By Karen Allen
Behind a wire-mesh fence embedded in weeds, in the northern Paris suburb of Gennevilliers, stand a cluster of terracotta-coloured buildings and a row of tents.
This is the site of the El Houda Association Mosque, raided and closed down less than a fortnight after the jihadist attacks on Paris last November, which triggered a state of emergency across France. The reason, according to the authorities, was its alleged links to militant Islamist groups.
For Mohammed, a local resident who worshipped there, the mosque was unremarkable.
“I’m a practising Muslim and I always come here and I’ve never seen anything strange. Closing spaces for the Muslim faith is not the right way,” he says.
El Houda was one of around 20 mosques closed down in the name of national security. That move has forced many of France’s Muslims – a diverse community estimated to be close to five million – into a period of deep introspection.
Jihadist attacks in France
- Paris 7-9 Jan 2015: Seventeen people died in attacks on Charlie Hebdo satirical magazine, a policewoman and a Jewish supermarket: Three days of terror
- Paris 13 November 2015: 130 people murdered in coordinated attacks on the Stade de France, bars and restaurants and the Bataclan concert hall: What happened on the night
- Magnanville 13 June 2016: Police commander and partner fatally stabbed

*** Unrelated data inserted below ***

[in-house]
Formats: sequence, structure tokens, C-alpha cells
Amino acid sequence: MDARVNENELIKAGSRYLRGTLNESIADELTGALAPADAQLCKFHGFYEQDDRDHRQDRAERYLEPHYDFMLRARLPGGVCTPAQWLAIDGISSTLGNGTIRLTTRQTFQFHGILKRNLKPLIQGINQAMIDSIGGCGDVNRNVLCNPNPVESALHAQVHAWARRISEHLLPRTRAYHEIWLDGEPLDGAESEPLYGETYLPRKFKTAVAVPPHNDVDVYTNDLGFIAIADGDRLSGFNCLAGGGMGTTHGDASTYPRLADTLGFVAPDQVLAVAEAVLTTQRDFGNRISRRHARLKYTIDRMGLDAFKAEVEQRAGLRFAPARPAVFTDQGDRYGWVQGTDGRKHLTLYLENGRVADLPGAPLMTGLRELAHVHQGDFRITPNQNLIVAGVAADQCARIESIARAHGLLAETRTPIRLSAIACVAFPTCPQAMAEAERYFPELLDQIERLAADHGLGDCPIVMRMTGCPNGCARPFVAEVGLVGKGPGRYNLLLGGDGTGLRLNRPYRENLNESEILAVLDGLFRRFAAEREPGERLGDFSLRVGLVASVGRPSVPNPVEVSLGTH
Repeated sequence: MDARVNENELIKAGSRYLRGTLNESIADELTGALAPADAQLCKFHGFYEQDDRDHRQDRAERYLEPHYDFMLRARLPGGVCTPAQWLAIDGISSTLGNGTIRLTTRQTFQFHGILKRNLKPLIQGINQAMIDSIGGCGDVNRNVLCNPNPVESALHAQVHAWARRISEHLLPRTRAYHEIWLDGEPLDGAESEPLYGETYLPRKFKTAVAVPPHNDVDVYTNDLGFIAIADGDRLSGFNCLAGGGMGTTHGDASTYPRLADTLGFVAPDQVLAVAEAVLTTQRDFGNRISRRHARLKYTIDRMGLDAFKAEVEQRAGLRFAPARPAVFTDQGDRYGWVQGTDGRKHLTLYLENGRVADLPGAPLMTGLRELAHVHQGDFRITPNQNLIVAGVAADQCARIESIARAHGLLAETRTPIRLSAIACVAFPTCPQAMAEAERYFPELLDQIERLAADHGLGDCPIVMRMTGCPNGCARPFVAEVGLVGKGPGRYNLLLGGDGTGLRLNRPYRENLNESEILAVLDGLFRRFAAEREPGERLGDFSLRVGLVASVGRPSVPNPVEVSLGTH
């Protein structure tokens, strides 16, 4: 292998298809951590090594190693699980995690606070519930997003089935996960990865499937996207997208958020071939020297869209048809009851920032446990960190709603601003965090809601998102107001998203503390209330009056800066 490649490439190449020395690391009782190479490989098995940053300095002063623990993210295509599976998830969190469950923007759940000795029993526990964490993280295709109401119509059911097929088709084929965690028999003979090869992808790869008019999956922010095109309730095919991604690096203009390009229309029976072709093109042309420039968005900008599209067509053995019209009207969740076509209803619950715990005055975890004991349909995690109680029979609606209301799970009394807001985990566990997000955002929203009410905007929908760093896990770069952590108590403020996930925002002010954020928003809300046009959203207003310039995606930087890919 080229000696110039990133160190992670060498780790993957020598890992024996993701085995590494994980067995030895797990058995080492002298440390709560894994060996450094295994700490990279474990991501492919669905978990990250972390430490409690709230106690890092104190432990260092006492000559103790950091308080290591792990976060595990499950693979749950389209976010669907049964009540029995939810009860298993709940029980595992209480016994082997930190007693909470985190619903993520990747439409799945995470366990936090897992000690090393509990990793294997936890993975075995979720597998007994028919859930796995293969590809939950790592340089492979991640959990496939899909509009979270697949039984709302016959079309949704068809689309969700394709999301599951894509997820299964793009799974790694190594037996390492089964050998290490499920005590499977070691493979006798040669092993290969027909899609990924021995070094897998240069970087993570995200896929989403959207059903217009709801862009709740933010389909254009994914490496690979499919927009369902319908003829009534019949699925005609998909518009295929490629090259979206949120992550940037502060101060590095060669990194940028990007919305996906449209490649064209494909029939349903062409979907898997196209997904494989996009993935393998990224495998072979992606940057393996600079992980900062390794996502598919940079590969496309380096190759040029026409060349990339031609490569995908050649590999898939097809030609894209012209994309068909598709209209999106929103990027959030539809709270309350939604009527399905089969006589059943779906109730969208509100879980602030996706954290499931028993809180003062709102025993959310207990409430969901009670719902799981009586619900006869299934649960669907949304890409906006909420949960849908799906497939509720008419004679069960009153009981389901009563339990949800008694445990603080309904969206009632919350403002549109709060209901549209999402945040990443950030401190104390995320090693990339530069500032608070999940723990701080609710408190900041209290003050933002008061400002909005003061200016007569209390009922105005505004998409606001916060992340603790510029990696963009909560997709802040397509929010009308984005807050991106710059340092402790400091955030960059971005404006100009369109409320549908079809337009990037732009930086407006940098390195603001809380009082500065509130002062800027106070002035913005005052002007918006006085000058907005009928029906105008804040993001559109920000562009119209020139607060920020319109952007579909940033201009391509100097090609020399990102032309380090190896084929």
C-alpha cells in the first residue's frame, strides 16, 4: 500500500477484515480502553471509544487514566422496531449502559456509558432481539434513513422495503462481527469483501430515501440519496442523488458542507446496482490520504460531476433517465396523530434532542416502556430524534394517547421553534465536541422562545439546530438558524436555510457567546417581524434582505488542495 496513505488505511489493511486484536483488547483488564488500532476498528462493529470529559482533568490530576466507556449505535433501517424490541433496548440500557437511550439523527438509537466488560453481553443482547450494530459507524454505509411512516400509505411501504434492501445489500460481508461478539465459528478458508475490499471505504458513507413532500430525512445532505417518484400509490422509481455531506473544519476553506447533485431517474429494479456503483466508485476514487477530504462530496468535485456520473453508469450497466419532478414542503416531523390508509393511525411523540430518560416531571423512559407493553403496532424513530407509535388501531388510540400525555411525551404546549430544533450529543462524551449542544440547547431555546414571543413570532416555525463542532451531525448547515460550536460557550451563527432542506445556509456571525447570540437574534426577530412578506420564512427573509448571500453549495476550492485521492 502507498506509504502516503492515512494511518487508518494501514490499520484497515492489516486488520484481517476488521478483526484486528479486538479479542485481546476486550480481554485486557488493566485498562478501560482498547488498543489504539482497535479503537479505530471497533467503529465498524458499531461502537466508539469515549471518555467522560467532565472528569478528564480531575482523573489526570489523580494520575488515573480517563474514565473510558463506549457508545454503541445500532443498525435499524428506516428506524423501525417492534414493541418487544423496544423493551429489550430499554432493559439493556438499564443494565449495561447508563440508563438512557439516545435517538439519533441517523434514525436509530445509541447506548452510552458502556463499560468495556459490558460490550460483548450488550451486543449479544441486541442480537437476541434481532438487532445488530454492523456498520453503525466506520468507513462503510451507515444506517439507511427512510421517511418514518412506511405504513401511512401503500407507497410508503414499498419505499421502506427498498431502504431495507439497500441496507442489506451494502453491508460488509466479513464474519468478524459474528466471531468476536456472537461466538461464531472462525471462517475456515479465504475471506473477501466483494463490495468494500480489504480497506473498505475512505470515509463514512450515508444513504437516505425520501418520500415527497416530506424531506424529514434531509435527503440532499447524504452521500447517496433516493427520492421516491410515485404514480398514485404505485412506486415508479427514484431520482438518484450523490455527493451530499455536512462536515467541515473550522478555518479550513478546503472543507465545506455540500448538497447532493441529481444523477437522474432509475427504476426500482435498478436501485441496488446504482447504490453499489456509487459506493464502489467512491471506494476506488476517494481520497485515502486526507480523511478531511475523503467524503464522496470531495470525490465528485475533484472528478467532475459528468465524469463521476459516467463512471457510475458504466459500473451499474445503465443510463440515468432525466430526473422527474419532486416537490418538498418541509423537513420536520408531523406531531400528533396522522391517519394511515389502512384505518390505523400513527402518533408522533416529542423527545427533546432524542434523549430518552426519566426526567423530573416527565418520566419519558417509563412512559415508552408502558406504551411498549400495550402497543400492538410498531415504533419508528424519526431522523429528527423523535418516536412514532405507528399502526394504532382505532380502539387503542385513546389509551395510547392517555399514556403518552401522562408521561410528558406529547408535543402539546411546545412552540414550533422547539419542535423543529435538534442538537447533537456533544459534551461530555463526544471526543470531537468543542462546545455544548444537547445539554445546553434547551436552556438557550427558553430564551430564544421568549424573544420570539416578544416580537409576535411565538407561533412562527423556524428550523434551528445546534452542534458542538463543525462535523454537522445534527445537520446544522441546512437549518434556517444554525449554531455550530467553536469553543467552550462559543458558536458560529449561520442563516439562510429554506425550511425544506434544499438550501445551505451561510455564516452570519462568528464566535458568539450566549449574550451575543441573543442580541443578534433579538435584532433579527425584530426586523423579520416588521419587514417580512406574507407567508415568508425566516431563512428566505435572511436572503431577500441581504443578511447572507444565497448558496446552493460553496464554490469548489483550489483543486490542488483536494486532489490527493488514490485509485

- Nice 14 July: Jihadist kills 86, driving lorry into families celebrating Bastille Day on Promenade des Anglais: What we know about Nice killings
- Near Rouen 26 July: Father Jacques Hamel, 86, was murdered by two young IS militants during morning Mass
Many French Muslims resent the idea that violent acts of terrorism have been carried out in their name by jihadist groups such as so-called Islamic State.
But they also object to the sense that they are having to justify themselves, in a country that prides itself on a strong secular tradition and the principles of Liberty, Equality and Fraternity.
The French Council of the Muslim Faith (CFCM), which acts as a bridge with the French government, is planning to create a foundation to oversee the vetting of imams and the funding of the mosques in which they preach.
“The idea would be to examine the theological path that imams have taken,” says its president, Anouar Kbibech, “to encourage them to study and sign a charter which promotes an open Islam, a tolerant Islam and an Islam that respects the values of the French Republic”.